As the United States heads into a heated political campaign season, candidates are beginning to frame their take on the social, economic, and political track the country is on and what they would do to calibrate those trajectories. Certainly, to listen to pundits you might suppose that the U.S. is either going to hell in a hand-basket or is the rock upon rests the salvation of the world.

The Fragile States Index is unlikely to resolve that debate. The overall Index score has hardly budged over the last half a dozen years, ranging from a low of 33.5 in calendar year 2012 (Highly Stable) to a high of 35.4 in calendar years 2013-2014 (also Highly Stable). The U.S. may well be reliably highly stable as the overall score suggests. Or the static nature of those total scores could be the product of an additive methodology where countries at either end of the index tend to stay there. Indeed, since calendar year 2005, the most fragile states have always been Sudan, South Sudan, or Somalia. At the other end of the Index, the most stable country has always been either Norway or Finland. Or, on the other hand, (as we would argue) maybe the world really is such that fragility begets fragility and stability, stability.

Either way, a disaggregation of the Index to its composite indicator scores tells a more nuanced story of rising group grievance and factionalized elites in the U.S., masked in the total score by an improving economy and public services.

Group Grievance in the U.S. has increased every year since calendar year 2007. In 2014, an immigration crisis of undocumented children fleeing human insecurity in Central America became a polarizing political issue with competing street protests with ethnic and racial overtones. Meanwhile, protests over alleged police brutality against African Americans gathered steam with the deaths of Eric Garner, Michael Brown, Tamir Rice, and others. Unrest in Ferguson, Missouri was severe enough to result in the deployment of the National Guard in August while pictures and news stories of the protests and riots were broadcast around the globe. The very nature of the accusations and debate regarding the actions by law enforcement that sparked that unrest, with clear racial and socio-economic overtones, has also further contributed to increasing group-based societal fissures.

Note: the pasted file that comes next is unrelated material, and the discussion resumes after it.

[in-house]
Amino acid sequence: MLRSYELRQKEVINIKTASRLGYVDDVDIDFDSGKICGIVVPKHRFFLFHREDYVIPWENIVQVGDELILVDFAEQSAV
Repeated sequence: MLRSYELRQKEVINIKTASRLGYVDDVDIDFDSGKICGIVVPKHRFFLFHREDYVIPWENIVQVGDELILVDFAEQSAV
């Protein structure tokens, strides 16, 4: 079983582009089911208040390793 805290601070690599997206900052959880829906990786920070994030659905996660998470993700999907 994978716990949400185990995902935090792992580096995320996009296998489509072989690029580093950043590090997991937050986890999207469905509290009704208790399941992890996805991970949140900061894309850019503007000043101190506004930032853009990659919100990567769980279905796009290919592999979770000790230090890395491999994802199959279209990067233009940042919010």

As often occurs when there is a rise in Group Grievance, the score for Factionalized Elites also increased over the last six years. The score peaked in calendar year 2013 with the government shutdown due to a disagreement over the Affordable Care Act and did not come back down in 2014. The 112th and 113th Congress (2011-2014) were the least productive sessions since before 1947 as measured by the number of bills passed into law, according to Brookings Institution’s Vital Statistics on Congressional Data initiative.

On the positive side, the Economy continued to strengthen in 2014. Unemployment, which had peaked at 10 per cent in 2009, has been improving ever since and as of December 2014, was at 5.6 per cent. Public Services also improved in 2014, with the number of uninsured Americans dropping from 17.1 per cent to 12.9 per cent over the course of the year according to Gallup.

As the campaigns begin in earnest in the coming months, there will be many debates and disagreements about the reasons and implications for these trends. The Index does not answer the question of who is responsible for factionalization or grievance or which policies may have contributed to improvements in the economy or public services or whether those improvements meet reasonable targets of achievement. Those are for others to hash out. But the tool can help frame those discussions for constructive dialogue by stakeholders, especially if we do a better job of digging beneath the aggregate score and country ranking to look at indicator scores over time.